The Philippine startup ecosystem is bustling with activity with entrepreneurs and investors betting big on factors such as the rapid rise of the country’s digital consumer base and the large unbanked population.
“[Philippine] startups are scaling, they’re demonstrating the ability to monetise, to go commercial, and investors, local and global, are taking notice,” said Minette Navarrete, vice-chairman and president of corporate venture capital firm Kickstart Ventures, at DealStreetAsia’s Asia PE-VC Summit 2021.
Navarrete pointed out to the growing angel investor activity in the country, which goes on to signal how local startups are now supported at every stage of their development.
“That matters because the experience at every stage can make or break startups and fundamentally that is what builds a successful startup ecosystem,” she added.
Navarrete was one of the panelists in the session titled “The Philippines catching investors’ attention but can it deliver?” She was joined by Franco Varona, founding partner of Philippine-focused venture investor Foxmont Capital Partners, and Lawrence Chu, co-founder of fintech firm Oriente.
Riding on opportunities
Varona, whose VC firm has been actively investing in Filipino-focused and Filipino-founded startups, cited various factors that are working to the country’s advantage.
According to him, this is the right time for local startups to gear up their business activity as a slew of regional venture capital firms that are active in other markets such as Indonesia, are scouting for opportunities in emerging Southeast Asian markets.
“Investors are starting to look at the Philippines as more and more of a viable consumer market on its own,” Varona stressed.
Echoing the same sentiment, Chu added how fintech as a sector is increasingly gaining traction. Oriente is a Hong Kong-based fintech firm co-founded by Chu.
The firm’s Cashalo app in the Philippines claims to have has grown its user base to a couple of million customers to become of the country’s top fintech platforms.
The Philippines, which is now the most important market for Oriente, has also become a testing ground for one of the most interesting developments in fintech revolving around decentralised finance.
Cashalo, added Chu, will be launching a new product category in the Philippines because of the growing maturity and opportunity that Oriente sees in the country.
“There are a lot of catalysts, including the pandemic, that allow for this opportunity to happen and we see, in the Philippines, there’s a very big opportunity for fintech investors and fintech startups,” Chu added.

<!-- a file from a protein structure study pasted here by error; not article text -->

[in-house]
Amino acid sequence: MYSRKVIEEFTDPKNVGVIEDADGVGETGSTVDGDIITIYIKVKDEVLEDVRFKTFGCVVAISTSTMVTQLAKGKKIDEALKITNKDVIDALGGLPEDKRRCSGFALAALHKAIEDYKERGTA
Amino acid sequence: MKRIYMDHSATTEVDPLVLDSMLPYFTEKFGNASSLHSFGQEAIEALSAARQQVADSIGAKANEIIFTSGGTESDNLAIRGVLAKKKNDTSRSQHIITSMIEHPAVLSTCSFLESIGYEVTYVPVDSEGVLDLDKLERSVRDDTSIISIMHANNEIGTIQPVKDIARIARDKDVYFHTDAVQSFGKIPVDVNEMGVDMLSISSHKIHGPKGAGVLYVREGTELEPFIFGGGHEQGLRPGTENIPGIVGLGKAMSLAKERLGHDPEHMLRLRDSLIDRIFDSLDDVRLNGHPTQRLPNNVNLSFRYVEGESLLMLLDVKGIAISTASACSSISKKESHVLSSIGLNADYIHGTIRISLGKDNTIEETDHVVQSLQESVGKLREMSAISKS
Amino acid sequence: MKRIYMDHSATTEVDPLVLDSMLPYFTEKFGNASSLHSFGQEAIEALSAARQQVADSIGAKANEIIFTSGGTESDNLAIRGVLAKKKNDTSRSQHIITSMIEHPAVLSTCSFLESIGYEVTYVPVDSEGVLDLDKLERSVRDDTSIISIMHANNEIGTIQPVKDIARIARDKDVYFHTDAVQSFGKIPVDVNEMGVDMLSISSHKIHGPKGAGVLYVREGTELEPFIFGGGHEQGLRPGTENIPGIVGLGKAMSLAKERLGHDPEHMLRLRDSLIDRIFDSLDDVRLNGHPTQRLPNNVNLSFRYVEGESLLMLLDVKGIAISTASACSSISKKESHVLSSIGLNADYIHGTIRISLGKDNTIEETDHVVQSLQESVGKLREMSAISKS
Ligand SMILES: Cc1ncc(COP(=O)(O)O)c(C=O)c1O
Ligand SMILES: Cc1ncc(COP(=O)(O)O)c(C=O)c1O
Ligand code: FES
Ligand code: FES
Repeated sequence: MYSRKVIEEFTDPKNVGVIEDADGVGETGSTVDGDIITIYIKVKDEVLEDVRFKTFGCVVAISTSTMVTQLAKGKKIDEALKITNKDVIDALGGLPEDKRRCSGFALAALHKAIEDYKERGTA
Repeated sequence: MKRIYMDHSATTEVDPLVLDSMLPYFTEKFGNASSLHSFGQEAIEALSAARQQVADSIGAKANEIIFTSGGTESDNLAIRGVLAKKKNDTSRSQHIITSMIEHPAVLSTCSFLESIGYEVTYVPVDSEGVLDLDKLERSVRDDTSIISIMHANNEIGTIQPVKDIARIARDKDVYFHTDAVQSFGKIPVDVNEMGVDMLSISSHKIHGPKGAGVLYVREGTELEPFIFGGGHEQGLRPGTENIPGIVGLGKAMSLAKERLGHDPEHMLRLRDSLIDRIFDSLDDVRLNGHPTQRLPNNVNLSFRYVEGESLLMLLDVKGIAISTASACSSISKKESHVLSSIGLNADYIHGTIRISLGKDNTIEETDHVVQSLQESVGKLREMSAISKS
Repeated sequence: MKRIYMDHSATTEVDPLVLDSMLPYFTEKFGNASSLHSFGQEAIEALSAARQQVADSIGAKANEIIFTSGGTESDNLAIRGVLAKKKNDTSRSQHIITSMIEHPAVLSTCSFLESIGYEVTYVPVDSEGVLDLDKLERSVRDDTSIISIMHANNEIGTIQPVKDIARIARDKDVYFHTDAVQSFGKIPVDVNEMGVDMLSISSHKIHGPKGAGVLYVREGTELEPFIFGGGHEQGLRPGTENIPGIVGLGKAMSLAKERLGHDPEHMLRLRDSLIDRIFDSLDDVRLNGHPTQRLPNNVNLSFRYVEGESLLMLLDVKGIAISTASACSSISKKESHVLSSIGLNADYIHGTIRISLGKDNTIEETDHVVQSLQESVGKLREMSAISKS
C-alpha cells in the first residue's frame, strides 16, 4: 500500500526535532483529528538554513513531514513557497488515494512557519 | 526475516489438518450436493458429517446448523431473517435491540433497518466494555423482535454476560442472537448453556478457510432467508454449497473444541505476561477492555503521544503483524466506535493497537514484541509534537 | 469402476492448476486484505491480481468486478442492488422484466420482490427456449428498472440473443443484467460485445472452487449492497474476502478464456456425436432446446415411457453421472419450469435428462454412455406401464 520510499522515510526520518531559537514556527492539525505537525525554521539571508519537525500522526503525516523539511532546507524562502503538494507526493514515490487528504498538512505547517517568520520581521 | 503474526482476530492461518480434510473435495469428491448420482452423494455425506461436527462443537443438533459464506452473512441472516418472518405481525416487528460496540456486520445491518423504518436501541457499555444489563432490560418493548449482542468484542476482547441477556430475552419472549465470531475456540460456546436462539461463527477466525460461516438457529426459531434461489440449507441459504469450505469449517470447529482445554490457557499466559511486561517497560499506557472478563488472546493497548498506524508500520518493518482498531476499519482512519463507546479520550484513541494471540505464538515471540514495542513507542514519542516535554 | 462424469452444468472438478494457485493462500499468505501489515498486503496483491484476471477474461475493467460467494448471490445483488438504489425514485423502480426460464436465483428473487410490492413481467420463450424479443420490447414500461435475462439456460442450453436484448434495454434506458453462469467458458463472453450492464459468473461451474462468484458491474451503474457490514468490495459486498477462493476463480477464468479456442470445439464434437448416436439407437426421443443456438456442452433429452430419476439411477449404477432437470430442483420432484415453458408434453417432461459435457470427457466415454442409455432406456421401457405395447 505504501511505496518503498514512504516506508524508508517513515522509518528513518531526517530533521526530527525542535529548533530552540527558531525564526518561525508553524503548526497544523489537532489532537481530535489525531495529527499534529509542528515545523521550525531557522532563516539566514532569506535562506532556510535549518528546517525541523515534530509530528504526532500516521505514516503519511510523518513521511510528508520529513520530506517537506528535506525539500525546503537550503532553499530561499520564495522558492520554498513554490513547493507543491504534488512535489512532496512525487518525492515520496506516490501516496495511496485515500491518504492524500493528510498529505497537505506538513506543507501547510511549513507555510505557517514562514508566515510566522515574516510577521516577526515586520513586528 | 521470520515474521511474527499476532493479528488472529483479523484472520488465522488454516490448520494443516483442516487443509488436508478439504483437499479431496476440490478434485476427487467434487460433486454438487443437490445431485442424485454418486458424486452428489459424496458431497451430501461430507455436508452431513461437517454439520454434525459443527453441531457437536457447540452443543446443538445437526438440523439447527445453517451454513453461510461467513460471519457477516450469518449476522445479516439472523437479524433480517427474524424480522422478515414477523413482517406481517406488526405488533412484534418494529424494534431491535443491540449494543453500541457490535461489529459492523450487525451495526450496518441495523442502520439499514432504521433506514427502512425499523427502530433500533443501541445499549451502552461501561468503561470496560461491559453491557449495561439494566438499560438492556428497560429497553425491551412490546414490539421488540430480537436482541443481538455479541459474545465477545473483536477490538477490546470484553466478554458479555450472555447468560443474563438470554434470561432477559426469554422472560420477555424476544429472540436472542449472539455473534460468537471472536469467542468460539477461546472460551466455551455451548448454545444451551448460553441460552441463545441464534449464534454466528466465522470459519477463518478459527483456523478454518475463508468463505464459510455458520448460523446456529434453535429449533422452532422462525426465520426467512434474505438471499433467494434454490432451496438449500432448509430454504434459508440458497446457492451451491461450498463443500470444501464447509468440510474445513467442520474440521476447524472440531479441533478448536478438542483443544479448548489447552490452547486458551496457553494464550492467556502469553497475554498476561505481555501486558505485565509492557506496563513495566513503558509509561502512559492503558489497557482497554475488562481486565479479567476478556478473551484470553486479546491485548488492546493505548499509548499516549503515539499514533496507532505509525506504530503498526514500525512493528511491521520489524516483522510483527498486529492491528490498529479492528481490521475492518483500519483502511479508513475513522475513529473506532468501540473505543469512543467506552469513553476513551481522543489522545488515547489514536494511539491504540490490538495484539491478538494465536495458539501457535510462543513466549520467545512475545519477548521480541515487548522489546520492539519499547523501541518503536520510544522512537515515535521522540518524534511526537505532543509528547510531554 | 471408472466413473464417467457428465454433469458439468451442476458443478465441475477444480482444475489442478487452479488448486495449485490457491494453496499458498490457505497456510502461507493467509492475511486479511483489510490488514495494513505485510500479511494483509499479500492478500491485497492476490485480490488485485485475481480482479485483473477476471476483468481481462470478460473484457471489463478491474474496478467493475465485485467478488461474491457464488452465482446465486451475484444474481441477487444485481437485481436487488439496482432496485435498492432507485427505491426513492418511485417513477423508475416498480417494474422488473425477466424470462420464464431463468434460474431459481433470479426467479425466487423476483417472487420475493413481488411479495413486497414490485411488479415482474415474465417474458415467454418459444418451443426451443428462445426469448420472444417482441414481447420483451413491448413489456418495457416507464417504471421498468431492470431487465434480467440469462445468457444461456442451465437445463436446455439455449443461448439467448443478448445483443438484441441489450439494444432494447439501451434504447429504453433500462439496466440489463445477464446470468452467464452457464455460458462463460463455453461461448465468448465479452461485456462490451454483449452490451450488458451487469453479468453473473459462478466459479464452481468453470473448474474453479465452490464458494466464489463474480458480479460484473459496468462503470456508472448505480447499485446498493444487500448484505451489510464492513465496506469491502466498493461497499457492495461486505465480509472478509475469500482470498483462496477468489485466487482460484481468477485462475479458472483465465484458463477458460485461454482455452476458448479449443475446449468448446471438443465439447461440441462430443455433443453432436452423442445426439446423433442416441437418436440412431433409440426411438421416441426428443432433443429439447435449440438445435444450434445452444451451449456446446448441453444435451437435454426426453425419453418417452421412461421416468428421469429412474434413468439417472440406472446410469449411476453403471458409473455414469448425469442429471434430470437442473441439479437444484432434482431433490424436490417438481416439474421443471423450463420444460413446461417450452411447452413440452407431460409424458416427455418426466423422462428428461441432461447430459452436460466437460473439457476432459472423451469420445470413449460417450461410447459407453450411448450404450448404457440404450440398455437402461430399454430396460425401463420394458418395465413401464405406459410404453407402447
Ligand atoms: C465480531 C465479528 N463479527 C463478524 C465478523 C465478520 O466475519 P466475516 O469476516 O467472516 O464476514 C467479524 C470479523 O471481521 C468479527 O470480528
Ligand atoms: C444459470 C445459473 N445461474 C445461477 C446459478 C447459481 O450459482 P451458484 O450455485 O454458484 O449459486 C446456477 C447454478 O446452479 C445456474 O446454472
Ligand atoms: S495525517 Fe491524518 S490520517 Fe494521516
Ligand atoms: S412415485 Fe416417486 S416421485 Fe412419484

However, he said talent and government regulations continue to be a challenge for fintech operators, not just in the Philippines but in most of the countries that Oriente works with.
Going forward, venture activity in the Philippines is expected to go up, said Varona, noting the $437.5 million that went into startups in the first nine months of the year. The figure, he said, was way higher than the $18 million pumped in 2017 and the $183.8 million in 2020.
The trend, however, is not unheard of nor unprecedented, he stressed, because this also happened in Indonesia 10 years ago, when the market first saw $44 million in investments and then grew dramatically to what it is now.
In terms of valuation, Navarrete expressed confidence that the much-talked-about “Philippine discount” will go away once local startups start demonstrating that they can scale and become profitable.
Pure financial players, she added, will then deploy more capital rapidly, giving startups the option to pick the appropriate investors for themselves and get a good value.
“We’ve been in the market for quite a while so we feel positive about the valuation of high-performing startups breaking $100 million to start. That’s what we want. Just get them to $100 million,” Navarrete said.
Joining the unicorn bandwagon
At the rate at which the Philippine ecosystem is currently growing, the country is likely to produce its own unicorn in the next 18 months or sooner, said Varona.
The only company in the country that is currently nearing unicorn status is fintech player Mynt.
The Ant Group-backed payment provider aims to more than double its valuation to $2 billion in its future fundraising, after raising $175 million in January in a round that valued the company at nearly $1 billion.
A tech company of such size will validate the country’s progressing ecosystem, which was previously overshadowed by the controversy involving Revolution Precrafted, the startup that claimed to be the country’s first unicorn.
Navarrete , however, expressed confidence that the case of Revolution Precrafted will become just another company that tried and did not make it.
“As more news comes out of companies that are doing well, over time, that piece of bad news is going to be just one story amongst many and there will be many other stories, good and bad, that the ecosystem will have,” she added.
Chu, on the other hand, said that while fintech has a deep impact on a lot of consumers and can take in huge investments, regulations will always play an important role in the sector’s development.
“Startups fail for a variety of different reasons… It’s very important to learn from them and also make sure that regulators put a framework around what is really designed to weed out bad actors, but not designed to set up failure and create barriers to growth,” Chu stressed.